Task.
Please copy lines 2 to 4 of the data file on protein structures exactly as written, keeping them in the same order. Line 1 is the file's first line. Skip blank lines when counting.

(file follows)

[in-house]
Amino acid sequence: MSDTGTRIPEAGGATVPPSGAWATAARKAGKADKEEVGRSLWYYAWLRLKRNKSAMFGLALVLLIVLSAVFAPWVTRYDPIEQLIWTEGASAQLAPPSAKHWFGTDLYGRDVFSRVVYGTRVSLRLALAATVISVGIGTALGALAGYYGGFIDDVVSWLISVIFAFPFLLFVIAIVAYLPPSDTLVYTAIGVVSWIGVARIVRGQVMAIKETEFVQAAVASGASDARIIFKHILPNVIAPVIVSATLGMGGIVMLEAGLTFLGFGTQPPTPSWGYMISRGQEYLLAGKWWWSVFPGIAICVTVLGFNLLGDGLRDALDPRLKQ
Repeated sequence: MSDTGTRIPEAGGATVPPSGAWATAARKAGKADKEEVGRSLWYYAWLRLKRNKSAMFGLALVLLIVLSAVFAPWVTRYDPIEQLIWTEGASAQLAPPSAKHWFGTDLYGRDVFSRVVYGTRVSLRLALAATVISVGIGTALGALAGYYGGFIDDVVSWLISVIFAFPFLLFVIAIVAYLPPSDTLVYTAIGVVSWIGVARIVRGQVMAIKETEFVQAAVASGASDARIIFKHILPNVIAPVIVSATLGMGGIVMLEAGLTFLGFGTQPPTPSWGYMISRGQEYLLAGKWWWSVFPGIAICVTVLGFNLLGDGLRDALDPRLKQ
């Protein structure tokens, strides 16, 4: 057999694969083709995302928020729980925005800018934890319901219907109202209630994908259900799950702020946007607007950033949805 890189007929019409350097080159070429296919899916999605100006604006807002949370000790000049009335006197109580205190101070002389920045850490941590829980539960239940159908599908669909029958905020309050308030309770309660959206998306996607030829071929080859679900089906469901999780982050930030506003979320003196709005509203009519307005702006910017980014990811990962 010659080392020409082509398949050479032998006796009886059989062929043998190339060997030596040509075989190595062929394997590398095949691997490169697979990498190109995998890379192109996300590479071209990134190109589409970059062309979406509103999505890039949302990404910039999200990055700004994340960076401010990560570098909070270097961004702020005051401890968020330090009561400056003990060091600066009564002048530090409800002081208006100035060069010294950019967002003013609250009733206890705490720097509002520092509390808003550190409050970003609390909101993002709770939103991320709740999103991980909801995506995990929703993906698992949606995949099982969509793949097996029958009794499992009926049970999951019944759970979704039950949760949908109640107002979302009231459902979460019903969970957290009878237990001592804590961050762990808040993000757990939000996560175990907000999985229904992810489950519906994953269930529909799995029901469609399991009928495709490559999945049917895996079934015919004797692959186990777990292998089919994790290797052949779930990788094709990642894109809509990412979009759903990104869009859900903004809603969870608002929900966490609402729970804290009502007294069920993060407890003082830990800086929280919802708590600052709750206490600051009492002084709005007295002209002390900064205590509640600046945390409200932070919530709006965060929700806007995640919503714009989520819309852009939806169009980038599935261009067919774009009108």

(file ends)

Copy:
Amino acid sequence: MSDTGTRIPEAGGATVPPSGAWATAARKAGKADKEEVGRSLWYYAWLRLKRNKSAMFGLALVLLIVLSAVFAPWVTRYDPIEQLIWTEGASAQLAPPSAKHWFGTDLYGRDVFSRVVYGTRVSLRLALAATVISVGIGTALGALAGYYGGFIDDVVSWLISVIFAFPFLLFVIAIVAYLPPSDTLVYTAIGVVSWIGVARIVRGQVMAIKETEFVQAAVASGASDARIIFKHILPNVIAPVIVSATLGMGGIVMLEAGLTFLGFGTQPPTPSWGYMISRGQEYLLAGKWWWSVFPGIAICVTVLGFNLLGDGLRDALDPRLKQ
Repeated sequence: MSDTGTRIPEAGGATVPPSGAWATAARKAGKADKEEVGRSLWYYAWLRLKRNKSAMFGLALVLLIVLSAVFAPWVTRYDPIEQLIWTEGASAQLAPPSAKHWFGTDLYGRDVFSRVVYGTRVSLRLALAATVISVGIGTALGALAGYYGGFIDDVVSWLISVIFAFPFLLFVIAIVAYLPPSDTLVYTAIGVVSWIGVARIVRGQVMAIKETEFVQAAVASGASDARIIFKHILPNVIAPVIVSATLGMGGIVMLEAGLTFLGFGTQPPTPSWGYMISRGQEYLLAGKWWWSVFPGIAICVTVLGFNLLGDGLRDALDPRLKQ
């Protein structure tokens, strides 16, 4: 057999694969083709995302928020729980925005800018934890319901219907109202209630994908259900799950702020946007607007950033949805 890189007929019409350097080159070429296919899916999605100006604006807002949370000790000049009335006197109580205190101070002389920045850490941590829980539960239940159908599908669909029958905020309050308030309770309660959206998306996607030829071929080859679900089906469901999780982050930030506003979320003196709005509203009519307005702006910017980014990811990962 010659080392020409082509398949050479032998006796009886059989062929043998190339060997030596040509075989190595062929394997590398095949691997490169697979990498190109995998890379192109996300590479071209990134190109589409970059062309979406509103999505890039949302990404910039999200990055700004994340960076401010990560570098909070270097961004702020005051401890968020330090009561400056003990060091600066009564002048530090409800002081208006100035060069010294950019967002003013609250009733206890705490720097509002520092509390808003550190409050970003609390909101993002709770939103991320709740999103991980909801995506995990929703993906698992949606995949099982969509793949097996029958009794499992009926049970999951019944759970979704039950949760949908109640107002979302009231459902979460019903969970957290009878237990001592804590961050762990808040993000757990939000996560175990907000999985229904992810489950519906994953269930529909799995029901469609399991009928495709490559999945049917895996079934015919004797692959186990777990292998089919994790290797052949779930990788094709990642894109809509990412979009759903990104869009859900903004809603969870608002929900966490609402729970804290009502007294069920993060407890003082830990800086929280919802708590600052709750206490600051009492002084709005007295002209002390900064205590509640600046945390409200932070919530709006965060929700806007995640919503714009989520819309852009939806169009980038599935261009067919774009009108």